Having completed 2010-11 Win Charts for every NBA team, I extracted and ranked the NBA rookie class according to each rookie’s accumulated “Value Rating” (GLOSSARY). Here is the ranking and complete MWS stat line for every player who made his NBA debut this season and played at least 200 minutes:
Final 2010-11 NBA Rookie Win Chart
Marginal Win Score 2010-11 ROY: Blake Griffin
The Rookie of the Year, by these standards, is the same as the Rookie of the Year chosen by the media — PF Blake Griffin of the Los Angeles Clippers. He was dominant, and finished in the top 10 Value Rankings for all NBA players, a rookie rarity, to be sure.
Rookies who surprised this season were: G/F Landry Fields of the NY Knicks, who finished 2nd and also landed on the “20 Most Valuable” list; C Greg Monroe of the Detroit Pistons, who finished 3rd; the exceptional SF Paul George of the Indiana Pacers, who finished 4th, and C Omar Asik of the Chicago Bulls, who finished 6th.
Lottery picks did not fair quite as well. SG Evan Turner struggled on offense, but his all-around game was good enough to land him 5th on the list. Derrick Favors improved mightily after being traded to Utah and it was enough to boost him to 12th. John Wall, the number one overall pick, placed 15th. He did not contribute much value to the Washington Wizards this season.
DeMarcus Cousins (18th) and Wesley Johnson (35th) were particularly disappointing. I expected much more out of Cousins, who played more like a finesse player than the power player he ought to be. And I’ll bet the Timberwolves expected a bit more out of Johnson. Johnson’s Value Rating was in the negative range (-1.7).
Other highly touted rookies also made extremely harmful contributions to their teams. SF Gordon Hayward of the Utah Jazz had a Value Rating of (-0.5), SG Xavier Henry of Memphis (who looks like he shouldn’t even be in the NBA at all) recorded a Value Rating of (-1.9), and it would have been far lower had the Grizzlies not mercifully benched him. And the Bucks look like they made another awful choice, as C Larry Sanders looked overmatched and underskilled and recorded a Value Rating near the bottom of the class at (-1.8).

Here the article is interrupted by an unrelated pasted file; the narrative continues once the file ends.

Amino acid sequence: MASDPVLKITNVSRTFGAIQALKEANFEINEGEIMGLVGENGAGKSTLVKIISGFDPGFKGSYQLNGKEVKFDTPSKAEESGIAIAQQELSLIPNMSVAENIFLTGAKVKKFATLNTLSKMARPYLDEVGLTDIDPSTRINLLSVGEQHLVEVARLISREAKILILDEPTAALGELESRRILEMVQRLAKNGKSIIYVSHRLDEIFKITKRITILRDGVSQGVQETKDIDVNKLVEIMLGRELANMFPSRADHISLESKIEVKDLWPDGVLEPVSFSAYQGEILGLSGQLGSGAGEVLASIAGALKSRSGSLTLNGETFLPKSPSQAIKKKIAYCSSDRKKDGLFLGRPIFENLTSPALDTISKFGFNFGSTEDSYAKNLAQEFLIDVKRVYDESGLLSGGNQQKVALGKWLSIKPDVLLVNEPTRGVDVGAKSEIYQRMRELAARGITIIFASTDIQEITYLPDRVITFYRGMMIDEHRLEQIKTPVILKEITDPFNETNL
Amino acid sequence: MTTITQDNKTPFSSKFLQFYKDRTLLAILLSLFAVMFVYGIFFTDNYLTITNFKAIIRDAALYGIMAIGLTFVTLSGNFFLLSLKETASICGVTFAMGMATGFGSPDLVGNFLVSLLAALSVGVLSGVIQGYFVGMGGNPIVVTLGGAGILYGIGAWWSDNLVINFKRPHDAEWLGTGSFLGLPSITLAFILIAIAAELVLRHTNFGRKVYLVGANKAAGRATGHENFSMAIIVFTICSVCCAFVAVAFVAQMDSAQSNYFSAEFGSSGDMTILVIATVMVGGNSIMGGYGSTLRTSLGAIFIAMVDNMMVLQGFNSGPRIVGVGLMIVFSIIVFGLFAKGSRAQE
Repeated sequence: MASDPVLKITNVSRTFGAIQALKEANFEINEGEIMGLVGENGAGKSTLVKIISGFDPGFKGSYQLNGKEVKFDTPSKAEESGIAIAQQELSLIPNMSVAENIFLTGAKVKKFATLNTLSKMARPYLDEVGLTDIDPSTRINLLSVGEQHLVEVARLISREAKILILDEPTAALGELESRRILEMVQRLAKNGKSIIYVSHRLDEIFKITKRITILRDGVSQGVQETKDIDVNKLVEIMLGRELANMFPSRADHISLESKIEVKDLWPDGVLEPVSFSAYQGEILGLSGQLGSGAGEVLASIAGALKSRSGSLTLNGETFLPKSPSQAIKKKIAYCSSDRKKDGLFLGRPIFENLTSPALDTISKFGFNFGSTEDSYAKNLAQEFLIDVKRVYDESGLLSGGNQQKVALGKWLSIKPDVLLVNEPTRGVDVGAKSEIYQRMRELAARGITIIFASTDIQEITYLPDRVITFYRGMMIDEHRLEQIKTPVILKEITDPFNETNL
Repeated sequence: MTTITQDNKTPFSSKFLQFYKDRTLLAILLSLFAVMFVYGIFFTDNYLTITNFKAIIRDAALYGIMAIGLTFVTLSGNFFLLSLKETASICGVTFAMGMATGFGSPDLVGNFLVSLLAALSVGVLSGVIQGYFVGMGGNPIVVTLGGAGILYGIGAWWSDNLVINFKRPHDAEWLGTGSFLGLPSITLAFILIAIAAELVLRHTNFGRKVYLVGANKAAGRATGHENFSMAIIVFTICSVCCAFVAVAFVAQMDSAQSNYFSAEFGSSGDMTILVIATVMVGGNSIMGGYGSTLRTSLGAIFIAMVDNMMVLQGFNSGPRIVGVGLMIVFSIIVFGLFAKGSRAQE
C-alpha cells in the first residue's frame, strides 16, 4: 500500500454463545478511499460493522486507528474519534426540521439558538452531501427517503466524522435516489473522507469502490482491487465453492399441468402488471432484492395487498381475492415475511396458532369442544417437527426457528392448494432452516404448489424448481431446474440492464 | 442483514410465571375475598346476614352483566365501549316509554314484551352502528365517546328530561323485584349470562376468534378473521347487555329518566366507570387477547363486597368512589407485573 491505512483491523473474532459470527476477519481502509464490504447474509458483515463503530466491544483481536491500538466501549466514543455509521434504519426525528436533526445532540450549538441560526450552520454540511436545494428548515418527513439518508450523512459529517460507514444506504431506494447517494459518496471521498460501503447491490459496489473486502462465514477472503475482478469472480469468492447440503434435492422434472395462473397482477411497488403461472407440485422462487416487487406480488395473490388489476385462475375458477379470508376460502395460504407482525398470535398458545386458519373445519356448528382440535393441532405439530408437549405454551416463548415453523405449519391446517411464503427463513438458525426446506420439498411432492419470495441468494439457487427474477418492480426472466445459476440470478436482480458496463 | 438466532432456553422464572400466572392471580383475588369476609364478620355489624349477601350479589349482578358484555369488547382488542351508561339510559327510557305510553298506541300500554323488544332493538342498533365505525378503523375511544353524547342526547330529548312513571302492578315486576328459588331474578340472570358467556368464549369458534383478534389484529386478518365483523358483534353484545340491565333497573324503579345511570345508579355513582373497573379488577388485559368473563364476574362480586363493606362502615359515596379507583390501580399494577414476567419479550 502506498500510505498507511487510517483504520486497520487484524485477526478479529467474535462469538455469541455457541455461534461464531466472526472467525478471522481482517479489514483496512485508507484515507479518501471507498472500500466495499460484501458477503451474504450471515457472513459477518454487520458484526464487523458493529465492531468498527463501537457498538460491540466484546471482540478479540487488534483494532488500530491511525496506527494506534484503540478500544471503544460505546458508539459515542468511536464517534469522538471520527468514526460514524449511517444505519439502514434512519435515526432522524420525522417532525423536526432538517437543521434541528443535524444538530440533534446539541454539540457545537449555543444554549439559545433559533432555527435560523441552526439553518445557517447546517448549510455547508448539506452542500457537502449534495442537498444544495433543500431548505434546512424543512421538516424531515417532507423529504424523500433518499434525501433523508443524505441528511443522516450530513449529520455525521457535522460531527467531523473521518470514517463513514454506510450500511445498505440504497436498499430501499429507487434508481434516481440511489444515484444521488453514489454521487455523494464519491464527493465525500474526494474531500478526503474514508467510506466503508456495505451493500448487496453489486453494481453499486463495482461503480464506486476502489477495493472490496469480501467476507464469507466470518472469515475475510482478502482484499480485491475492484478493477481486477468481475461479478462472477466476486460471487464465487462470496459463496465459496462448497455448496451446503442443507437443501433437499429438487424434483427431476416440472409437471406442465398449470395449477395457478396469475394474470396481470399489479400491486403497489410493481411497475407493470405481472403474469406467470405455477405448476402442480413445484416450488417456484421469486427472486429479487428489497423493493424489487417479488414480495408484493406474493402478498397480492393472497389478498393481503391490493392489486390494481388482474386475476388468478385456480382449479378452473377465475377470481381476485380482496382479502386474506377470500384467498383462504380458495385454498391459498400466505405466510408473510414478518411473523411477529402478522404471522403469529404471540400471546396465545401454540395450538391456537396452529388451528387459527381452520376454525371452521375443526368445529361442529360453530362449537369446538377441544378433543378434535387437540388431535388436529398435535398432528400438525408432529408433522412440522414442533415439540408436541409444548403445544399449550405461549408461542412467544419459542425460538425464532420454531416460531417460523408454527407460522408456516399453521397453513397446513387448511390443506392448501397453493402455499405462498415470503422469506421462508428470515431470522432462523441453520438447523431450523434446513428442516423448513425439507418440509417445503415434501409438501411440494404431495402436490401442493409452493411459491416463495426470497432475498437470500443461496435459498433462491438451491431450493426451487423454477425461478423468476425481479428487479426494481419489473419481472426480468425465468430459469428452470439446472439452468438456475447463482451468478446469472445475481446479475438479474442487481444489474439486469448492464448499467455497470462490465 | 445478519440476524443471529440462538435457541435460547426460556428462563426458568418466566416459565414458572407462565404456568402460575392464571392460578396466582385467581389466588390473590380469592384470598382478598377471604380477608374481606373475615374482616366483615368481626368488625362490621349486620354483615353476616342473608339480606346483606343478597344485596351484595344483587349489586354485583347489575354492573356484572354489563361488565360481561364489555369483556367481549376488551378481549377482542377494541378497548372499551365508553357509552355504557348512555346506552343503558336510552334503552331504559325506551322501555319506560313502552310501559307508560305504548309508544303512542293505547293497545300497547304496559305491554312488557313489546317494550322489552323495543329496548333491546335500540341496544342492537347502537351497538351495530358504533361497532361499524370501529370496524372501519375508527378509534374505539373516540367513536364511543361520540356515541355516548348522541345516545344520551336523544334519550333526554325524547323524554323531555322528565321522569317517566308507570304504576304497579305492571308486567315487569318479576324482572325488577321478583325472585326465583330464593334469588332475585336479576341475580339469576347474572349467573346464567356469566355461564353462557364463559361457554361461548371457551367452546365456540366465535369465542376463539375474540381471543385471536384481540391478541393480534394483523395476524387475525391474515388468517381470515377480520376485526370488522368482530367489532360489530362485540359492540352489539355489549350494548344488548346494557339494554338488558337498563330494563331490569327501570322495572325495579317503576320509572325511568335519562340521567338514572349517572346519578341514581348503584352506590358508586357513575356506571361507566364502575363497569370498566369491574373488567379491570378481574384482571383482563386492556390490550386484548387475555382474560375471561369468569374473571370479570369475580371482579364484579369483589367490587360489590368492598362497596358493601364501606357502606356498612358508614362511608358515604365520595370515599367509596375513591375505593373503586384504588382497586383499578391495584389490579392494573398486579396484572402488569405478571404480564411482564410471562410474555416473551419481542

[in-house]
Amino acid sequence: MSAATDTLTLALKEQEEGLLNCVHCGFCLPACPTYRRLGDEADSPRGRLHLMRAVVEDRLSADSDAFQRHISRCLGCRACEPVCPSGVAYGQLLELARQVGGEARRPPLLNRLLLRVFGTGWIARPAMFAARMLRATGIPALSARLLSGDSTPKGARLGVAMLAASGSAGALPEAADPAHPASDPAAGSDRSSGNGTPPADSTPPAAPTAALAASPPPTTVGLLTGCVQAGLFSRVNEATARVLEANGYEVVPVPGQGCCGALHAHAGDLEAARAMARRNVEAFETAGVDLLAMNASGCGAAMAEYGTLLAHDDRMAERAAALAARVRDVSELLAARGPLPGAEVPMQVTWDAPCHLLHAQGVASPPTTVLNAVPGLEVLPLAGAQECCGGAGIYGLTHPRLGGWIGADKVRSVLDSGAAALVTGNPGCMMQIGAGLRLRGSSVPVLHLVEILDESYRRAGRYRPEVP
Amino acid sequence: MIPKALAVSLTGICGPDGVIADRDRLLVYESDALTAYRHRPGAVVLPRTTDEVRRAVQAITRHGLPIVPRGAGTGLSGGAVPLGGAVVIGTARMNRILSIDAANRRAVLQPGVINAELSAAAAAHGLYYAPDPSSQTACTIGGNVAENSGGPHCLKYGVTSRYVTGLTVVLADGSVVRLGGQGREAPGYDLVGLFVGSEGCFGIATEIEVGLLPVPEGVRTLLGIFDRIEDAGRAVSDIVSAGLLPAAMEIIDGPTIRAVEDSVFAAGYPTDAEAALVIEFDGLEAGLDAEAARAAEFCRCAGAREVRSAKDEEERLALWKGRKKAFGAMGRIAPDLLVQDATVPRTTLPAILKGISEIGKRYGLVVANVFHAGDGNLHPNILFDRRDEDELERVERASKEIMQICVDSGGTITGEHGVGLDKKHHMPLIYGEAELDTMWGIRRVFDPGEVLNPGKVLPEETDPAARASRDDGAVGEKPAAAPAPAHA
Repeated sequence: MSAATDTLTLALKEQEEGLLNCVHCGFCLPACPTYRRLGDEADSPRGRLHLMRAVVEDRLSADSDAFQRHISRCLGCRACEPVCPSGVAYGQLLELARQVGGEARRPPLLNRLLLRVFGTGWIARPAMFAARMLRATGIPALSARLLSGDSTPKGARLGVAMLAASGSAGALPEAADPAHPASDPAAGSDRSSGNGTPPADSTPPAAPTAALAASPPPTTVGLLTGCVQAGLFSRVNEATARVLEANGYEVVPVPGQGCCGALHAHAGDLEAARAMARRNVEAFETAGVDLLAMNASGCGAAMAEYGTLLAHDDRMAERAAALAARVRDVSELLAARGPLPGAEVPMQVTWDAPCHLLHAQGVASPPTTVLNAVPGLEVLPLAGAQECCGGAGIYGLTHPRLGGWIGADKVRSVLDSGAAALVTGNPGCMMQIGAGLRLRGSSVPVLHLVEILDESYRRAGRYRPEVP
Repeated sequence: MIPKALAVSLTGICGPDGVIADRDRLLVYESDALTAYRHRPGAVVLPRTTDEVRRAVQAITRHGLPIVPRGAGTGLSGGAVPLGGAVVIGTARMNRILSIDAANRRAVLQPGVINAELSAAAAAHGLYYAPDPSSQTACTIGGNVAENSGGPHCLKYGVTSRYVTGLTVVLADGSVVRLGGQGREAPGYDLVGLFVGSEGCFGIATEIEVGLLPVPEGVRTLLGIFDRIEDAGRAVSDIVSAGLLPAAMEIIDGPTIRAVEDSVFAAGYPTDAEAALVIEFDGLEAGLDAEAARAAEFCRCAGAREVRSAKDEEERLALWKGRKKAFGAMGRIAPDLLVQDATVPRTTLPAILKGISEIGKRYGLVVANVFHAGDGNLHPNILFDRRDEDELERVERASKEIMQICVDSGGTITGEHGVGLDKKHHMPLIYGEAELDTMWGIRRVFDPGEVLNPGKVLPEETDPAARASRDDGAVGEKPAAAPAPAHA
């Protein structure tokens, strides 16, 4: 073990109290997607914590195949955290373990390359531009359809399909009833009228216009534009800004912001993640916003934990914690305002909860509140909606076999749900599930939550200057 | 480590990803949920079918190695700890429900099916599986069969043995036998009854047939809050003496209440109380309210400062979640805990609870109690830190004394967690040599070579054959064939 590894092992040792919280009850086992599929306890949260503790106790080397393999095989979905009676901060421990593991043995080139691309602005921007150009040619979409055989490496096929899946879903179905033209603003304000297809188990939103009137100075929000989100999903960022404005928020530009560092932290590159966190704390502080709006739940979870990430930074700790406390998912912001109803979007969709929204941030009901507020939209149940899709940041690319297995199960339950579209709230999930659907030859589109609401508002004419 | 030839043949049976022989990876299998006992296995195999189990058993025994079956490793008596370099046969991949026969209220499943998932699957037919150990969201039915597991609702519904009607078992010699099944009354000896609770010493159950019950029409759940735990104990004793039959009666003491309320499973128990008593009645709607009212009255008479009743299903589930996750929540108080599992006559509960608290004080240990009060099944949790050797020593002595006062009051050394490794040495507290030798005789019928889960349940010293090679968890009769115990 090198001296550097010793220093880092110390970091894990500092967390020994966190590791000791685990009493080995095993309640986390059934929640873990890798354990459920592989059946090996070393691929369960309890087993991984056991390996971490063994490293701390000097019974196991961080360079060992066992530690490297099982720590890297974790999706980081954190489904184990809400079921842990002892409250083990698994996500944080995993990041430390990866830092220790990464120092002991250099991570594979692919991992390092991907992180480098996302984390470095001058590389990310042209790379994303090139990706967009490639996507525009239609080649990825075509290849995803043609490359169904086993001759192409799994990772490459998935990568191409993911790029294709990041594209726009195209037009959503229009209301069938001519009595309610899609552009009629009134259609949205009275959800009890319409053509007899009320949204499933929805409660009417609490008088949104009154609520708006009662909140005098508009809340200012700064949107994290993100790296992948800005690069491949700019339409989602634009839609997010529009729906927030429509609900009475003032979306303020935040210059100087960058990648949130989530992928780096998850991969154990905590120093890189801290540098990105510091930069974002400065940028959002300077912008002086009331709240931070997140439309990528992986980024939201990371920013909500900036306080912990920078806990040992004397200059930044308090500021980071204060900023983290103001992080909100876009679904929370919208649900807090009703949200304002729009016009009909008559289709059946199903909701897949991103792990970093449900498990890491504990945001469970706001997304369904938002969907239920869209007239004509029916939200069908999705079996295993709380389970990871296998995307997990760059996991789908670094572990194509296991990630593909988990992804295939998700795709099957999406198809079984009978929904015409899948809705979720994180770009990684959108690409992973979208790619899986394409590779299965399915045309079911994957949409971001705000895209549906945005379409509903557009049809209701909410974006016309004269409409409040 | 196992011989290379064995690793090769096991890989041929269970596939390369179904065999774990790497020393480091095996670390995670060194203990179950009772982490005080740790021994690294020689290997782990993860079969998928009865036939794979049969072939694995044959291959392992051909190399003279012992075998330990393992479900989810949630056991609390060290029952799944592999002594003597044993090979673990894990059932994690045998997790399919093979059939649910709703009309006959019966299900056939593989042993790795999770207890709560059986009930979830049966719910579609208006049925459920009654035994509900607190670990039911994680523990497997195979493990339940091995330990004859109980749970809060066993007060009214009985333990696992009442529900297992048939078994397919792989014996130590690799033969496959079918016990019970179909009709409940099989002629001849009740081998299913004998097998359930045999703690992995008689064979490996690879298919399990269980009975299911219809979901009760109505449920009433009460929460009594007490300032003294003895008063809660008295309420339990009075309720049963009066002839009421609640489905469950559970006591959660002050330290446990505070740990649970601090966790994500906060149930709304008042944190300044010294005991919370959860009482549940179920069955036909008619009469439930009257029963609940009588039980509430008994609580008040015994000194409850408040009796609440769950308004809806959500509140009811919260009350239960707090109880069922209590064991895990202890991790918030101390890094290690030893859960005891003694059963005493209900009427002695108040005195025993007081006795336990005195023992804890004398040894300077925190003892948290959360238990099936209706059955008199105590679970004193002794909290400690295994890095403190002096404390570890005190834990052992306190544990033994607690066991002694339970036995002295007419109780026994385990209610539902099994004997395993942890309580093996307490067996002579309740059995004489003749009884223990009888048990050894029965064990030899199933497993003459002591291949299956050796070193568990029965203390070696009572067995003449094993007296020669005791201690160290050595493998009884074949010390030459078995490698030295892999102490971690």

Getting “More Athletic” often means getting worse
In the last few days, I have heard countless ESPN analysts state that the Boston Celtics and the Los Angeles Lakers need to “get more athletic”. I don’t know if they mean the teams should raid the US Olympic track team, but I assume by “more athletic” they mean “younger”. But going “younger” often means getting worse.
The Cleveland Cavaliers have a lot of rookies on their roster. Most of them made my “20 Most Harmful” list. The New Jersey Nets also carried a lot of rookie “athleticism” on its roster. Again, the new burst of athleticism provided no visible benefit of any kind. And the Minnesota Timberwolves have been on a perpetual youth movement since they traded KG. Since that movement began, they have annually yielded multiple “20 MHPs” candidates and exactly ZERO winning seasons.
Out of every NBA draft, you are lucky if a half dozen make a significant positive contribution to your team. In fact, at the bottom of the chart, I calculated the rookie class averages. As you can see, they are horrible. A team filled with rookies could be expected to win only 24 games. A team full of median NBA players would be expected to win 35 games.
When will people learn that athleticism wins track meets, basketball skills win basketball games. (Had the Bucks applied this rule, they would have drafted Ty Lawson, not Brandon Jennings).